56: Living in the Moment

56: Living in the Moment

From Chicken Soup for the Soul: Living with Alzheimer's & Other Dementias

Living in the Moment

Life is a great big canvas, and you should throw all the paint on it you can.

~Danny Kaye

“Well this doesn’t make sense!” For the second month in a row, my husband could not balance our checkbook. Lew had worked in the finance industry for more than fifty years, and numbers were his thing. So for him to have trouble balancing the checkbook was unthinkable. But there it was.

There had been other signs, but how does one know whether they are part of the aging process, or something more serious? Lew was in his early seventies when he started having occasional episodes of transient global amnesia, a temporary loss of memory that passes in a few hours. After the first episode, Lew was tested for a stroke. Included in the tests was an MRI of the brain, and although no stroke was diagnosed, it served as a baseline for later Alzheimer’s diagnostic tests.

In retrospect, we realize there were a number of signs related to Alzheimer’s. Loss of interest in activities he once enjoyed was one of the more obvious ones. He gradually stopped playing golf with the guys, three times a week slowly dropping to once a week. Participation in an online football pool with good friends and our son had netted Lew some nice winnings, and he liked studying the teams and making his picks. So no one could understand why he decided not to participate anymore and no amount of coaxing by friends and loved ones could change his mind.

After the issue with the checkbook, our family physician referred him to a neurologist, who confirmed the diagnosis of early-stage Alzheimer’s disease.

Lew found the diagnosis to be a relief. Now he knew why these odd things had been happening to him. I, on the other hand, went into mourning. I believed his life and ours together was over. I am an organizer and planner by nature. I quickly learned that Alzheimer’s disease is not something you can organize or plan. I felt helpless.

The one thing we could do was to learn as much about the disease as possible. During the next six months we spent hours reading everything we could find. We attended workshops offered by the local chapter of the Alzheimer’s Association: Help and Hope, The Savvy Caregiver, and The Confident Caregiver Series. Attendance at a local caregiver’s support group has been a lifesaver for me. We also participated in a writing workshop so we could tell “Our Love Story.”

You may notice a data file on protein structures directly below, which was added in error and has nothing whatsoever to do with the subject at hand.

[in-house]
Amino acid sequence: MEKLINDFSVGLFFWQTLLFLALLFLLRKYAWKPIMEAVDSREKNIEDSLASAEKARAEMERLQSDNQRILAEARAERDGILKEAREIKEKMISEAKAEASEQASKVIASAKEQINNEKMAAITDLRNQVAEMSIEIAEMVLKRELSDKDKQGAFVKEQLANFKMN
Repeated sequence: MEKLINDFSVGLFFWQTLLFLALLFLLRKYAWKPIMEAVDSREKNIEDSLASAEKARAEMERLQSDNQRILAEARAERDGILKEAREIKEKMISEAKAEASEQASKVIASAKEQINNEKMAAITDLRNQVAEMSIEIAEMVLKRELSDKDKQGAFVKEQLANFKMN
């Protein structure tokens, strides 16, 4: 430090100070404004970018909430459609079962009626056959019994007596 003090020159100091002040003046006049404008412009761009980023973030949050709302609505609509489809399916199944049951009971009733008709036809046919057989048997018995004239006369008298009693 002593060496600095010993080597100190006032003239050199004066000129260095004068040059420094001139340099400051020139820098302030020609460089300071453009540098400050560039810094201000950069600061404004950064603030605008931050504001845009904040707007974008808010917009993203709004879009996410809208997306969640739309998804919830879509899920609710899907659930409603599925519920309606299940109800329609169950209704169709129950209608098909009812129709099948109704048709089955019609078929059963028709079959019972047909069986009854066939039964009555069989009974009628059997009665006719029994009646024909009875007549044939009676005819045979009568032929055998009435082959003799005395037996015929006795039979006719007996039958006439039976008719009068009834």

And we learned to share the diagnosis with family members and friends. The more open we were, the more understanding and support we received. We had been making plans to drop out of our couple’s golf traveling group and a number of other social activities. Fortunately, our friends wouldn’t hear of it. As they explained, we are all getting older and will have different challenges along the way — and we plan to face them together.

Lew is a pragmatic man with a wonderful sense of humor. He has never denied having the disease and is the first to acknowledge that losing track of strokes on the golf course or not knowing which hole he is playing is because of Alzheimer’s.

We have been married for more than forty years and love to travel. When we first received the Alzheimer’s diagnosis, we thought our travel days were over and we were fortunate to be able to look back at all the joys experienced in all the countries we had visited and the friends we had made. A couple of months prior to the diagnosis, we took a cruise to Canada and Alaska. Within a short time, Lew didn’t remember anything about it. I thought, why spend money on trips he won’t remember?

Then we had an “ah-ha” moment. We realized life was not over. That first year following the diagnosis was spent learning, the second we started living our lives again. One day I looked at Lew and realized that it isn’t about what he does or doesn’t remember — life is really about living in the moment.

During the second year we took some short golf trips, a nineteen-day cruise through the Panama Canal, and two road trips — one to Oregon and another to Sedona, Arizona — all with good friends.

When we were dating we had discovered we both loved to play cribbage, and we like party bridge. Two years post-diagnosis, we still play cribbage every day and bridge often. Lew might not remember the day of the week or the month of the year, but he can still bid and play a great game of cards. And we still play golf, but I have a better chance of beating him now. He prefers playing with me alone or with other couples, instead of with the guys, as that is his comfort level.

Our son recently spent an afternoon videotaping a conversation with his dad about his past, and life in general, as a visual and audio recording for his children. I’m still working on our “Love Story,” have finished “Lew’s Story,” and started “Our Story.” We have had such a great life together; we want to share it with our grandsons.

Two years post-diagnosis, Lew’s disease has progressed to the point that he can’t drive anymore. His response to losing his driver’s license was to send out an e-mail to friends and family announcing he is taking applications for chauffeurs. Life is good when you roll with the punches.

One late afternoon we were sitting on the bank of the Rogue River with our friends, watching the fishing and rafting, when Lew turned to me and said, “We are having the best time. I’m sorry I won’t be able to remember it.” I raised my glass of wine, Lew raised his can of beer, and we toasted to “Living in the Moment.”

~Sue Watkins

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